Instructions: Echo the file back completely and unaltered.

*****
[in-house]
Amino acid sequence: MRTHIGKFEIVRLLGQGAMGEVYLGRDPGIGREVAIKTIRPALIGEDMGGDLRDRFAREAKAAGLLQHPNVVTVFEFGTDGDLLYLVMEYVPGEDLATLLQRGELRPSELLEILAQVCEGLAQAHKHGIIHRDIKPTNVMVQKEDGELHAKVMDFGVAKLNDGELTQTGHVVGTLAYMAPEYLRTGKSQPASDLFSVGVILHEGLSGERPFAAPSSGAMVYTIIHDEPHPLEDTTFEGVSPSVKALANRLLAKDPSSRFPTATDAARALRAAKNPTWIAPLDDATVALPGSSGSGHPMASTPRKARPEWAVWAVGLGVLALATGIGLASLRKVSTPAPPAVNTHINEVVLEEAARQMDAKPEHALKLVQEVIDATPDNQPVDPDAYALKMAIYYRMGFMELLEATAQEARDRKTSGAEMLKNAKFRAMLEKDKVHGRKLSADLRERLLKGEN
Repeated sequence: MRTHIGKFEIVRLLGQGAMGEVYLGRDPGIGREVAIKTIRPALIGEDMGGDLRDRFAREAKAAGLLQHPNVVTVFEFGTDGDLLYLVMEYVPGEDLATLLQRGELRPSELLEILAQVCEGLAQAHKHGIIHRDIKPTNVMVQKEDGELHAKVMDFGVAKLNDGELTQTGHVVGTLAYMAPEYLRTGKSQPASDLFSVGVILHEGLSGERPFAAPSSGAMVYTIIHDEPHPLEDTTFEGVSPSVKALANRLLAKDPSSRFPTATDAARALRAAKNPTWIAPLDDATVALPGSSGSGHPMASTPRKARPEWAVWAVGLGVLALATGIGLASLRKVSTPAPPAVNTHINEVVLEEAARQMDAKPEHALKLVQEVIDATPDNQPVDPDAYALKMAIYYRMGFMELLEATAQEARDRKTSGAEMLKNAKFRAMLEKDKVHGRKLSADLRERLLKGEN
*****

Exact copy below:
[in-house]
Amino acid sequence: MRTHIGKFEIVRLLGQGAMGEVYLGRDPGIGREVAIKTIRPALIGEDMGGDLRDRFAREAKAAGLLQHPNVVTVFEFGTDGDLLYLVMEYVPGEDLATLLQRGELRPSELLEILAQVCEGLAQAHKHGIIHRDIKPTNVMVQKEDGELHAKVMDFGVAKLNDGELTQTGHVVGTLAYMAPEYLRTGKSQPASDLFSVGVILHEGLSGERPFAAPSSGAMVYTIIHDEPHPLEDTTFEGVSPSVKALANRLLAKDPSSRFPTATDAARALRAAKNPTWIAPLDDATVALPGSSGSGHPMASTPRKARPEWAVWAVGLGVLALATGIGLASLRKVSTPAPPAVNTHINEVVLEEAARQMDAKPEHALKLVQEVIDATPDNQPVDPDAYALKMAIYYRMGFMELLEATAQEARDRKTSGAEMLKNAKFRAMLEKDKVHGRKLSADLRERLLKGEN
Repeated sequence: MRTHIGKFEIVRLLGQGAMGEVYLGRDPGIGREVAIKTIRPALIGEDMGGDLRDRFAREAKAAGLLQHPNVVTVFEFGTDGDLLYLVMEYVPGEDLATLLQRGELRPSELLEILAQVCEGLAQAHKHGIIHRDIKPTNVMVQKEDGELHAKVMDFGVAKLNDGELTQTGHVVGTLAYMAPEYLRTGKSQPASDLFSVGVILHEGLSGERPFAAPSSGAMVYTIIHDEPHPLEDTTFEGVSPSVKALANRLLAKDPSSRFPTATDAARALRAAKNPTWIAPLDDATVALPGSSGSGHPMASTPRKARPEWAVWAVGLGVLALATGIGLASLRKVSTPAPPAVNTHINEVVLEEAARQMDAKPEHALKLVQEVIDATPDNQPVDPDAYALKMAIYYRMGFMELLEATAQEARDRKTSGAEMLKNAKFRAMLEKDKVHGRKLSADLRERLLKGEN